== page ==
How retailers can answer shoppers’ more disciplined approach

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This holiday season, shoppers are getting organized. How can retailers respond?

With the peak holiday season fast approaching, rising prices and fluctuating stock levels wouldn’t have been on any shopper’s — or any retailer’s — wish list. However, while U.S. consumers are undoubtedly taking steps to organize their seasonal shopping more carefully this year, retailers can take heart from the fact that consumers’ desire to enjoy the holiday spirit is as strong as ever.

Shoppers are getting organized

Jill Standish Accenture

Jill Standish

Accenture’s latest annual Holiday Shopping Survey finds that a huge majority (84%) of consumers are looking forward to this year’s holidays. At the same time, the “organized consumer” is set to be a key shopping trend this year, as shoppers look to stretch their budgets and sharpen their focus on making sure they get what they need.

This tempered optimism is influencing not only how much people are spending but also when they’re doing their shopping. So, while over a third of survey respondents said they plan to stick to a fixed budget for the holidays, more and more are also shopping earlier to spread the cost out over a longer period.

For instance, 42% of consumers said they started holiday shopping as early as August. And one in six were true early birds, beginning right back at the start of the year in order to take advantage of post-holiday sales and discounts.

There’s also evidence organized consumers are getting creative about their gift giving. The survey shows, for instance, that more than one in five shoppers plan to spend more on materials for crafting homemade presents than they did last holidays.

Retailers need a data-driven response

With budgets tightening, the good news for consumers is that many retailers have excess inventory they need to shift, making promotions and deals more likely. Accenture’s separate survey of U.S. retail executives found, for example, that over a third of companies are taking special measures or deep discounting surplus stock.

A similar number are re-optimizing their pricing and promotions, recognizing that this year’s trend for more organized and cost-conscious customers requires extra precision in response. This means paying even closer attention to customer data, ensuring marketing and promotions are targeted on the customers and products for which they’ll have maximum effect.

With an extended holiday shopping season, timing is also key. And having a dynamic marketing and promotions plan is critical. This should be anchored around existing inventory where needed. But it has to also be able to adapt quickly to changing consumer needs over the longer run-up to the holiday season.

Physical shopping is front and center again

As consumers look to put recent years’ pandemic-related disruption behind them, stores are once again central to their holiday shopping plans. Shoppers plan to make around half their holiday purchases in-store this year.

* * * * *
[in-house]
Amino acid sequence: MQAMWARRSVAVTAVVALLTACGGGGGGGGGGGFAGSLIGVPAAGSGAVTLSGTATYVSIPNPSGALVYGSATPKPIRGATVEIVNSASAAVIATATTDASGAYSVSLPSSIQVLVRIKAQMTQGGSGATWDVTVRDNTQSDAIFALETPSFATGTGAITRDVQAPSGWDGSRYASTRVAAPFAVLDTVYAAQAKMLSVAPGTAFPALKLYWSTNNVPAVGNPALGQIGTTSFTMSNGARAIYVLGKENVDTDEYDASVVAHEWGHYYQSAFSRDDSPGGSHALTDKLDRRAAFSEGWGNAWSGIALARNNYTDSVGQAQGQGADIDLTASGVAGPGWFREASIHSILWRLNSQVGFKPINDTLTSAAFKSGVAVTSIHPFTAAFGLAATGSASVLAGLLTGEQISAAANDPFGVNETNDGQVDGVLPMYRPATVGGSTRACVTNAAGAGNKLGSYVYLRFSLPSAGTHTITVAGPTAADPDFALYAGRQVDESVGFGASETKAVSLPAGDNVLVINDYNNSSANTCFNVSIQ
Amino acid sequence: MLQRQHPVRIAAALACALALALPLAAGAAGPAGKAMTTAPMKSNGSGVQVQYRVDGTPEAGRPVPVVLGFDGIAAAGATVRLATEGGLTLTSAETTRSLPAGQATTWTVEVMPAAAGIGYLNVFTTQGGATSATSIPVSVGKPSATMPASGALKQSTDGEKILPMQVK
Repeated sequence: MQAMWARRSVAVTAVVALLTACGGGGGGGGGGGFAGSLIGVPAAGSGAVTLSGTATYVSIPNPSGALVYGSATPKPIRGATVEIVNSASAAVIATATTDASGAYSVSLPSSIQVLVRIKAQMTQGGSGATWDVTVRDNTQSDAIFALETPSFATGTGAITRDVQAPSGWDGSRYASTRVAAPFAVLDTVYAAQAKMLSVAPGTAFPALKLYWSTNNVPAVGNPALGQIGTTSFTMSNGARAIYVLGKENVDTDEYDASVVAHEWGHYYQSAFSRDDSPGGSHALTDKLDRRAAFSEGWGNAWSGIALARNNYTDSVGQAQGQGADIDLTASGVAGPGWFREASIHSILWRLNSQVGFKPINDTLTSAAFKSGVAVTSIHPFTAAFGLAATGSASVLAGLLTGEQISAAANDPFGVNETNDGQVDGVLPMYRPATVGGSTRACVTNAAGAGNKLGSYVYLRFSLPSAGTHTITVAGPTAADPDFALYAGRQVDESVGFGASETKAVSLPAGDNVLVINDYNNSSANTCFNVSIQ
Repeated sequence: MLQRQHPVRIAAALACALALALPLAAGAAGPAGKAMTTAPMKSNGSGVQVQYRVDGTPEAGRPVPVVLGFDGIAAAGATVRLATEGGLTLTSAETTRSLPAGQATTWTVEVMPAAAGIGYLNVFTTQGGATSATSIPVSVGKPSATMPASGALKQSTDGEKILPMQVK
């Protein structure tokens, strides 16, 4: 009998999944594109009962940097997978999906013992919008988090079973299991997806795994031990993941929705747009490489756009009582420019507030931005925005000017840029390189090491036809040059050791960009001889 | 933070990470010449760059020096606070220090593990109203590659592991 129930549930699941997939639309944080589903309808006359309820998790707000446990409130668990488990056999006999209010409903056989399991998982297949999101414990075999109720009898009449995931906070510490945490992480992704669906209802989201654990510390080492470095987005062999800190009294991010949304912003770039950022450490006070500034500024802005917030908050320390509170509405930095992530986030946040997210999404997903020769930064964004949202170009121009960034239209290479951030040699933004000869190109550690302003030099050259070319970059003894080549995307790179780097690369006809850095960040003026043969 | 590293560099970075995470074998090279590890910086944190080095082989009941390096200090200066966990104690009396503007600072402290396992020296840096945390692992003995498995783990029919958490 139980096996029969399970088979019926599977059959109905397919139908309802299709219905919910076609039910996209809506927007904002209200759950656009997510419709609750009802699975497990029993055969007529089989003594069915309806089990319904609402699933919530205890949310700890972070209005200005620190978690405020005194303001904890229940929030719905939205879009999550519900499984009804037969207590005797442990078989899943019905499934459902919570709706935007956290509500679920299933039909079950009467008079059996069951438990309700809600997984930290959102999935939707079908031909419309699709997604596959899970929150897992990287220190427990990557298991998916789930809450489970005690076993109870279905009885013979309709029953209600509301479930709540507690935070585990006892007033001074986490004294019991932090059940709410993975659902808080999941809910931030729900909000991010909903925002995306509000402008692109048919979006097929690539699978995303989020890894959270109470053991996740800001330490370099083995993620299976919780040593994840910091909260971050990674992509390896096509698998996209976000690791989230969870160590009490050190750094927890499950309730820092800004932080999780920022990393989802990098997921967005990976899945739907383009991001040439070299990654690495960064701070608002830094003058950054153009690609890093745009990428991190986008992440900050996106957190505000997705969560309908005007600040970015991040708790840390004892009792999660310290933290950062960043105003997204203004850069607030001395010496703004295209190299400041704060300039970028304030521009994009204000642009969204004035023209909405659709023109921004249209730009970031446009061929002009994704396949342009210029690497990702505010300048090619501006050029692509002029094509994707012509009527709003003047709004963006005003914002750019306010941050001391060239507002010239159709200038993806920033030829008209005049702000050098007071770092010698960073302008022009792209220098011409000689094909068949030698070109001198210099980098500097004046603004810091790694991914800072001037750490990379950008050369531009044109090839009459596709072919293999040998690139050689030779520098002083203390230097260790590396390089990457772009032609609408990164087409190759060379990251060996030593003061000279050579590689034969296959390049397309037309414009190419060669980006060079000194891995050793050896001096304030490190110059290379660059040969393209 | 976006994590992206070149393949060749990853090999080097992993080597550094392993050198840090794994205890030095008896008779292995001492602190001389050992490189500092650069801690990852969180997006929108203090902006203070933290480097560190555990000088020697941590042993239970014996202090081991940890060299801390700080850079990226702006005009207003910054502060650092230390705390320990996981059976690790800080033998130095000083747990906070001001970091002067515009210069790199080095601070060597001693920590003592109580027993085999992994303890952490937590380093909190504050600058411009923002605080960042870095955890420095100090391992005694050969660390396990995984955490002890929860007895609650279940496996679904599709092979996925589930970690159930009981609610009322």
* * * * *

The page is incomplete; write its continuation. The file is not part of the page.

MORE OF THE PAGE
However, savvy retailers recognize this desire to shop in-store is more than purely transactional. Growing numbers of consumers are looking for more from the experience, which highlights the need for services that bring something extra — whether that’s the ability to eat before/after shopping, get a treatment at a beauty salon, or simply pick up purchases made online.

In fact, as consumers start to notice the rising costs of home delivery, in-store pickup is becoming increasingly differentiating for retail brands. Almost seven in 10 shoppers told Accenture that having a dedicated collection space in-store would now influence their choice of retailer.

Leaning in to live-streaming

This blurring of the boundaries between online and physical shopping is leading innovative retailers to think creatively about store layouts and make better use of digital technologies to help their employees deliver superior experiences.

A great example is the trend for live streaming directly from stores. Already, around half of retailers in Accenture’s survey said they’re planning to use a store as a live-streaming studio or to create a virtual shopping space especially for the holiday season.

Nordstrom, for example, has been offering live streams in categories like beauty, home and apparel since last year. It has also run holiday-themed beauty trend shows with experts from leading brands, including a personal appearance from leading makeup artist Charlotte Tilbury.

Similarly, Avon is using live-streaming, including video-chat, live selling, consultations and virtual services, as a high-touch means of educating and engaging with consumers.

Examples like these are not only a fun and engaging way to support online sales channels, they’re also a fantastic opportunity to invest in and leverage the talent of the frontline workforce, giving employees a completely new avenue to find their voice, display their expertise and advance their careers.

Targeting the organized consumer

With shoppers organizing their holiday spending more carefully, and for longer, this year, retailers looking to maintain profitability need to get smarter about the way they target their promotions and customize their retail ­experiences.

Finding fun, exciting and innovative tech-driven ways to satisfy consumer needs and augment shopping experiences across all channels is going to be central to delivering those experiences, satisfying consumer needs, and delivering a healthy bottom line this holiday and beyond.

Jill Standish is global lead for Accenture’s Retail industry practice.



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